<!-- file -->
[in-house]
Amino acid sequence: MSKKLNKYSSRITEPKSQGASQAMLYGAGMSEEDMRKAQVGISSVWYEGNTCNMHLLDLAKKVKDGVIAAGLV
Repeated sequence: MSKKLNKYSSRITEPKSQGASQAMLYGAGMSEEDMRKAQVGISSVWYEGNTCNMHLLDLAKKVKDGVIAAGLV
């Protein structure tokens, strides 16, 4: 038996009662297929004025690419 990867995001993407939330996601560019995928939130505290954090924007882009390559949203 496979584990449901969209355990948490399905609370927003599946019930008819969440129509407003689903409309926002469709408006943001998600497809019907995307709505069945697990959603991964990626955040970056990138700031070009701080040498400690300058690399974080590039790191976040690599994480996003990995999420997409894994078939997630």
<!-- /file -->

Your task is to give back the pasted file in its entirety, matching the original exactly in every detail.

[in-house]
Amino acid sequence: MSKKLNKYSSRITEPKSQGASQAMLYGAGMSEEDMRKAQVGISSVWYEGNTCNMHLLDLAKKVKDGVIAAGLV
Repeated sequence: MSKKLNKYSSRITEPKSQGASQAMLYGAGMSEEDMRKAQVGISSVWYEGNTCNMHLLDLAKKVKDGVIAAGLV
């Protein structure tokens, strides 16, 4: 038996009662297929004025690419 990867995001993407939330996601560019995928939130505290954090924007882009390559949203 496979584990449901969209355990948490399905609370927003599946019930008819969440129509407003689903409309926002469709408006943001998600497809019907995307709505069945697990959603991964990626955040970056990138700031070009701080040498400690300058690399974080590039790191976040690599994480996003990995999420997409894994078939997630």